Well, first we need to clear-up the differences between the two power-supplies. What you are implying is that the "regulated power supply" is current-limited and that the "Unregulated power supply" is not current limited. "Current-limited" is different from "regulated", which typically refers to the output voltage.
Also, I will be discussing a brushed DC motor, as no other type of motor really applies to your questions.
Having said that, most of what you list is true. I will refer to each point as 1 through 8:
2) Not necessarily true. The Motor only pulls the current necessary to provide the needed torque (torque is directly proportional to current). If there is not much load on the motor, the motor will speed-up until the back-EMF and motor resistance balances the power-supply and limits the current at equilibrium. If you increase the load, it decreases the speed, which reduces the BEMF, which allows more current to flow, which increases the torque. So it is the load on the motor that will determine if you exceed the power supply's maximum current.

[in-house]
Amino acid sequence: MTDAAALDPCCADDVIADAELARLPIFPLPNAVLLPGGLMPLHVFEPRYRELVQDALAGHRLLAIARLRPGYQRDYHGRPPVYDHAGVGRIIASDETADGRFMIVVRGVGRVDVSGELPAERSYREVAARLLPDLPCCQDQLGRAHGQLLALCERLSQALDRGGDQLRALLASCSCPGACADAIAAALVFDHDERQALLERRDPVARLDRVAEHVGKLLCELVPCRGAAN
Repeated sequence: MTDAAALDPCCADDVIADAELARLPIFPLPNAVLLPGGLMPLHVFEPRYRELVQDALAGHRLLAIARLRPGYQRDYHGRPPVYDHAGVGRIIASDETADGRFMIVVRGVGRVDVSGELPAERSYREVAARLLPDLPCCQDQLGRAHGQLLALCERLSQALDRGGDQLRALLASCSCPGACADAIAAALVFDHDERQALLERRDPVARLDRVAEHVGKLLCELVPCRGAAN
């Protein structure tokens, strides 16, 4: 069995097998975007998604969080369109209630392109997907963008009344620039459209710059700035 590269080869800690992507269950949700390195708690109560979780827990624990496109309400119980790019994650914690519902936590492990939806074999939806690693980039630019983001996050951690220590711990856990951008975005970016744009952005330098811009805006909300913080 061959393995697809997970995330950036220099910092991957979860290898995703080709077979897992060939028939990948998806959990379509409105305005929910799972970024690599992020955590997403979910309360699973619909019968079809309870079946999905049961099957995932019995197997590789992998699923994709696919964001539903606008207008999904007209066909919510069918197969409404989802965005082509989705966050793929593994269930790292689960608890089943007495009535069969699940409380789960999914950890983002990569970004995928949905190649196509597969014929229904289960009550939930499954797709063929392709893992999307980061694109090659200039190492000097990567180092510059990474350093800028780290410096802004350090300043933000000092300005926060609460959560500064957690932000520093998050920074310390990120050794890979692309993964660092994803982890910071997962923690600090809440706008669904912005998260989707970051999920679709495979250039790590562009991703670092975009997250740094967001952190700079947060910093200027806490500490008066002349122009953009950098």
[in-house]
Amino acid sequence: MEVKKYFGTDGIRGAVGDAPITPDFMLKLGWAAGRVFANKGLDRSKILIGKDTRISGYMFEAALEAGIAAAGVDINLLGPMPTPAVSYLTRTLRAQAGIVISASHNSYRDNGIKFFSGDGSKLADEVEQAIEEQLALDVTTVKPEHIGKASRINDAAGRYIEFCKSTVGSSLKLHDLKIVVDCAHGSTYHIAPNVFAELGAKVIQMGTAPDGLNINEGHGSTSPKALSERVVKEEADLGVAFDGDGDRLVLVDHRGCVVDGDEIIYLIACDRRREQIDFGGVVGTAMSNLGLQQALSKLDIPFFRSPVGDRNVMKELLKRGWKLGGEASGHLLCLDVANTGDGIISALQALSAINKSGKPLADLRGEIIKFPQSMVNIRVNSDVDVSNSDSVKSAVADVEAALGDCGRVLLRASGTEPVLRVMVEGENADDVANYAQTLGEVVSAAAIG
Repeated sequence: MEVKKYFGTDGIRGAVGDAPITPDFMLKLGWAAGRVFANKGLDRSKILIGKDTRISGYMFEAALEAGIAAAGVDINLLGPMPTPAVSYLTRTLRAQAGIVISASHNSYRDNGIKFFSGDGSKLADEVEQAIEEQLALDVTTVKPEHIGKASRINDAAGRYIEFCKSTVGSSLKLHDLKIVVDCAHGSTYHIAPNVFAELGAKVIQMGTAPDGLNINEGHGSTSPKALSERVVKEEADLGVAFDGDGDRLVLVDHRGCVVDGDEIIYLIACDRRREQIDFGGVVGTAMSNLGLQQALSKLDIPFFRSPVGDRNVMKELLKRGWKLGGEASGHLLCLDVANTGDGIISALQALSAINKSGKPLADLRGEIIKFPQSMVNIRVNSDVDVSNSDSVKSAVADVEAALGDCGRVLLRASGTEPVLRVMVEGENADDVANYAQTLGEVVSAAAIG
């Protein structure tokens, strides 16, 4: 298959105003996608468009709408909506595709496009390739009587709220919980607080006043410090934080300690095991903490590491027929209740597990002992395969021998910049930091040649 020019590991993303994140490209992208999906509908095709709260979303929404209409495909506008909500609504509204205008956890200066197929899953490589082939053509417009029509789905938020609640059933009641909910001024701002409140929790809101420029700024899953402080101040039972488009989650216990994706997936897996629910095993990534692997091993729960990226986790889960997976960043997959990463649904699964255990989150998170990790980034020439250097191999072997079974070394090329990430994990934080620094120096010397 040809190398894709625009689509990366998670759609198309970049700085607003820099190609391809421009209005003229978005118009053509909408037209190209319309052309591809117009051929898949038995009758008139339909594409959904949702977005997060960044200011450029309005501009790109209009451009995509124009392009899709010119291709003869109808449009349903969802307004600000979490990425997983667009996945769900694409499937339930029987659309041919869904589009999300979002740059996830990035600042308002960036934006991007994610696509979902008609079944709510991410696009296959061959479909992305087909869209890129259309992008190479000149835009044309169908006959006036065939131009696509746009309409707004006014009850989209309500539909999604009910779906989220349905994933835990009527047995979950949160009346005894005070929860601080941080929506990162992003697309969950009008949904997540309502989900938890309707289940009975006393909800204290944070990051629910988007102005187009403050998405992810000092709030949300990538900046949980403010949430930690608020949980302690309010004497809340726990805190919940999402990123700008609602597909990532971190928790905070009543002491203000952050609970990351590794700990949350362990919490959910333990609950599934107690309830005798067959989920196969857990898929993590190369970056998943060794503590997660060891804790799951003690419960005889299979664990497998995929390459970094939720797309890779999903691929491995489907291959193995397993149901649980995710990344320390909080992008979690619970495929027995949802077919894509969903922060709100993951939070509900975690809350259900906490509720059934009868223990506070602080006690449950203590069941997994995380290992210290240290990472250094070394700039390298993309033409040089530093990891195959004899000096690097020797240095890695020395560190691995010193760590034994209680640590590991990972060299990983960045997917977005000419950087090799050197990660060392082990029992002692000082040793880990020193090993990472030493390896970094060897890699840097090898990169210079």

3) Also not necessarily true. Again, the current that the motor draws is determined by torque, and increased voltage may or may not cause an over-current. If the current is controlled, as it is with a motor-amplifier, it is customary to have a power-supply that exceeds the motor's voltage specification. I typically drive 24 volt motors with anything from 24 volts to 160 volts.
4) Mostly true, but it depends on the performance that is required. Reducing the voltage reduces the speed, since the voltage is required to counter the BEMF as the speed increases. A lower voltage does not lower the torque, which is solely determined by the current.
The current limited supply does not make much difference:
5) Again, true.
6) Well, no. The supply is current limited, so nothing bad happens. You simply cannot get your rated torque out of the motor.
7) True. It also limits the torque.
8) Mostly true (and mostly true for 4, as well). The only thing to keep in mind it that it is the motor's torque requirements that is limiting the current, not the power supply (unless the motor tries to exceed the supply's current limit).
Hope that helps